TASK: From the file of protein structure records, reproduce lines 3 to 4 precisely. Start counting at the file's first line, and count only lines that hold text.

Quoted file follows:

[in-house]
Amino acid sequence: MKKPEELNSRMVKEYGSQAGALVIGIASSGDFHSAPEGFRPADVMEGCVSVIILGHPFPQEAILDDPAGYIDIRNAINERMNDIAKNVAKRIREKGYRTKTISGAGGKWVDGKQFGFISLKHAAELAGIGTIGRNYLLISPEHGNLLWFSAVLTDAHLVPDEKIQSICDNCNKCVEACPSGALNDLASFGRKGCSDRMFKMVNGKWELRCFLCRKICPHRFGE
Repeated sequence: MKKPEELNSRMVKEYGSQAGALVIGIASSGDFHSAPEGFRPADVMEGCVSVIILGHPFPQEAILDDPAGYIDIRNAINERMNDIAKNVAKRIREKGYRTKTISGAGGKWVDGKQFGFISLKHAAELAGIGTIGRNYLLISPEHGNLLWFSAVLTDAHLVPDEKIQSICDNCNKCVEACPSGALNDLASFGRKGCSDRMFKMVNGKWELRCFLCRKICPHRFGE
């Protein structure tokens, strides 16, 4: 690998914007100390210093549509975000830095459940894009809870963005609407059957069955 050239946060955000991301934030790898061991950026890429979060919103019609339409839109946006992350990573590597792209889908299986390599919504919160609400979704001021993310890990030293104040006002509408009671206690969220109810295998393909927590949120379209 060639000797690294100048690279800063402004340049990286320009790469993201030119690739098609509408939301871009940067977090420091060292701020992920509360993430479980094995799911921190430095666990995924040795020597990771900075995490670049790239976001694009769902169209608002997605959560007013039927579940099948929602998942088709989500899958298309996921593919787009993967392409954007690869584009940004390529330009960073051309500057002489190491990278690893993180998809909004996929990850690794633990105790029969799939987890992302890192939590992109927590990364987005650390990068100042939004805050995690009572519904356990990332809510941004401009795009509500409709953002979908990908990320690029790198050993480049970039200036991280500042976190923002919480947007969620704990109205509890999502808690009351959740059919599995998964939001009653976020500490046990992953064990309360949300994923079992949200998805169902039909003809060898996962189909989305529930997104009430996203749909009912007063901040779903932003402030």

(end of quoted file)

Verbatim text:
Repeated sequence: MKKPEELNSRMVKEYGSQAGALVIGIASSGDFHSAPEGFRPADVMEGCVSVIILGHPFPQEAILDDPAGYIDIRNAINERMNDIAKNVAKRIREKGYRTKTISGAGGKWVDGKQFGFISLKHAAELAGIGTIGRNYLLISPEHGNLLWFSAVLTDAHLVPDEKIQSICDNCNKCVEACPSGALNDLASFGRKGCSDRMFKMVNGKWELRCFLCRKICPHRFGE
């Protein structure tokens, strides 16, 4: 690998914007100390210093549509975000830095459940894009809870963005609407059957069955 050239946060955000991301934030790898061991950026890429979060919103019609339409839109946006992350990573590597792209889908299986390599919504919160609400979704001021993310890990030293104040006002509408009671206690969220109810295998393909927590949120379209 060639000797690294100048690279800063402004340049990286320009790469993201030119690739098609509408939301871009940067977090420091060292701020992920509360993430479980094995799911921190430095666990995924040795020597990771900075995490670049790239976001694009769902169209608002997605959560007013039927579940099948929602998942088709989500899958298309996921593919787009993967392409954007690869584009940004390529330009960073051309500057002489190491990278690893993180998809909004996929990850690794633990105790029969799939987890992302890192939590992109927590990364987005650390990068100042939004805050995690009572519904356990990332809510941004401009795009509500409709953002979908990908990320690029790198050993480049970039200036991280500042976190923002919480947007969620704990109205509890999502808690009351959740059919599995998964939001009653976020500490046990992953064990309360949300994923079992949200998805169902039909003809060898996962189909989305529930997104009430996203749909009912007063901040779903932003402030």